Precise control of infrared polarization using crystal vibrations

A natural material has been discovered that exhibits an extreme optical property known as in-plane hyperbolicity. The finding could lead to infrared optical components that are much smaller than those now available.

Hyperbolic materials are highly reflective to light along a certain axis and reflective to light along a perpendicular axis. Typically, one of these axes is in the plane of the material and the other is out of the plane. A material in which both of these axes are in the plane would enable, for example, the manufacture of ultrathin waveplates — optical components that alter the polarization of incident light. Moreover, the reflective behaviour of this material would allow light to be confined and manipulated at extremely small scales (less than one-hundredth the wavelength of the light). In a paper in Nature, Ma et al.1 report the existence of such in-plane hyperbolicity in the natural material molybdenum trioxide.

Many crystals exhibit birefringence, in which their refractive index — a measure of the speed of light in a material — is different along different axes. This property can be used to manipulate the polarization of incident light. The crystal size that is required to achieve sufficient polarization control for practical applications is directly proportional to the wavelength of the incident light and to the strength of the birefringence. Consequently, for light in the mid- to far-infrared regions of the electromagnetic spectrum (with wavelengths of 3–300 micrometres), the crystals typically need to be a few millimetres thick2. To overcome this requirement, a potential solution is to consider materials that exhibit hyperbolicity, which is an extreme form of birefringence.

Hyperbolicity was originally thought to exist only in artificial materials consisting of integrated reflective and transparent domains3. But in 2014, it was observed in the natural material hexagonal boron nitride4,5. The reflective behaviour of both this material and molybdenum trioxide is derived from crystal-lattice vibrations, known as optical phonons, that oscillate in a highly anisotropic (direction-dependent) way. These phonons have relatively long lifetimes (in excess of a picosecond; 1 ps is 10−12 s), which strongly suppresses the absorption of light by the material6. Since the discovery of hyperbolicity in hexagonal boron nitride, a broad array of natural hyperbolic materials has been identified7.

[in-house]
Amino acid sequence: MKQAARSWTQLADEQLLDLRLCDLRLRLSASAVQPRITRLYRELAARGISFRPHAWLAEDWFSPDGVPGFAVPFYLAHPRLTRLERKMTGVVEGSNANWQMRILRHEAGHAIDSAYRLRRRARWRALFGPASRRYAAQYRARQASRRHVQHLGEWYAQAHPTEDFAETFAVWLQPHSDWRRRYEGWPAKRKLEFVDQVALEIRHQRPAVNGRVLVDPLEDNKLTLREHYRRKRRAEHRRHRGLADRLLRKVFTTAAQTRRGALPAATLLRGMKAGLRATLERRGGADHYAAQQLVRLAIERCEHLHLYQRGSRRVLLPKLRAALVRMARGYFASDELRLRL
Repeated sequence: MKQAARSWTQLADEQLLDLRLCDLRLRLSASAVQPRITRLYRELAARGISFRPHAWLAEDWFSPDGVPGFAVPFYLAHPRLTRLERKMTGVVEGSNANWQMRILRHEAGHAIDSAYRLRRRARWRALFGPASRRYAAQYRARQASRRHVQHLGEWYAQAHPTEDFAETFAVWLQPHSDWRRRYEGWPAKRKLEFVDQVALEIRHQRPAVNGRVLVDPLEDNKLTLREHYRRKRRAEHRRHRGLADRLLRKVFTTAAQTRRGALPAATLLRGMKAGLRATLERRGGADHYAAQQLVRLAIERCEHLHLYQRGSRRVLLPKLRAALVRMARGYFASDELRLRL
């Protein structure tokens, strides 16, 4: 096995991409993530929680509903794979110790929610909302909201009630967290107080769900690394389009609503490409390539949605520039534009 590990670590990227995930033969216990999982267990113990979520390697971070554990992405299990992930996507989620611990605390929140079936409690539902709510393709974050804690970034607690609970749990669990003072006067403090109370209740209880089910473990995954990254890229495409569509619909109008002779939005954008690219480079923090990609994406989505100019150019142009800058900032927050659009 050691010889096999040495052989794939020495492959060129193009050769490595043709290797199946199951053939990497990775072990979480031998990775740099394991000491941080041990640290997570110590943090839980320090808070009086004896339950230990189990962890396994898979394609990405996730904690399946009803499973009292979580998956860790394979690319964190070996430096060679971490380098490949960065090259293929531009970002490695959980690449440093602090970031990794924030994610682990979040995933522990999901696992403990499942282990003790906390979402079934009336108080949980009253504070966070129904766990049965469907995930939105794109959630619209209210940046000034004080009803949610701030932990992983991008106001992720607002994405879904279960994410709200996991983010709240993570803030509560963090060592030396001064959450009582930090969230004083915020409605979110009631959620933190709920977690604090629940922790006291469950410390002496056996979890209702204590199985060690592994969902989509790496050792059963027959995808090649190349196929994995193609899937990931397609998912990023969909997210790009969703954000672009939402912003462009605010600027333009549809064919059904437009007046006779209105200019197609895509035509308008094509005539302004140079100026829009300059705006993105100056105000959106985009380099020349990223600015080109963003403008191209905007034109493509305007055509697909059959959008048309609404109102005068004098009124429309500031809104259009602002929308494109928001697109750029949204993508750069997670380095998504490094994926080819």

Preliminary investigations of molybdenum trioxide were reported earlier this year8 and showed the existence of hyperbolicity for long-wave infrared light (with wavelengths of 8–14 µm). Ma and colleagues have now demonstrated and characterized in-plane hyperbolicity for the same spectral range. They used this property to confine light to dimensions substantially smaller than its wavelength, through the formation of hybrid light–matter excitations called hyperbolic phonon polaritons. The authors report lifetimes for such polaritons of up to 20 ps, which is about ten times longer than the best values reported for hexagonal boron nitride9.

Because the crystal structure of molybdenum trioxide is highly anisotropic, all three crystal axes, which define the edges of the crystal’s unit cell, have different lengths. Consequently, there is a large difference in the phonon energies associated with these axes and therefore in the corresponding refractive indices — resulting in a birefringence of about 0.31. It should be noted that, earlier this year, a similarly large in-plane birefringence of 0.76 was reported in the natural material barium titanium sulfide for mid-infrared to long-wave infrared light10. However, hyperbolicity was not observed for this material.

The in-plane hyperbolicity of molybdenum trioxide offers opportunities to replace conventional optical components with ones that are much smaller. In particular, using the large in-plane birefringence of this material (or of barium titanium sulfide), infrared waveplates could be constructed from thin slabs that have thicknesses on the order of tens of micrometres (Fig. 1a). Such waveplates could operate in the long-wave infrared, for which commercial waveplates are not widely available and have thicknesses in excess of 1 mm.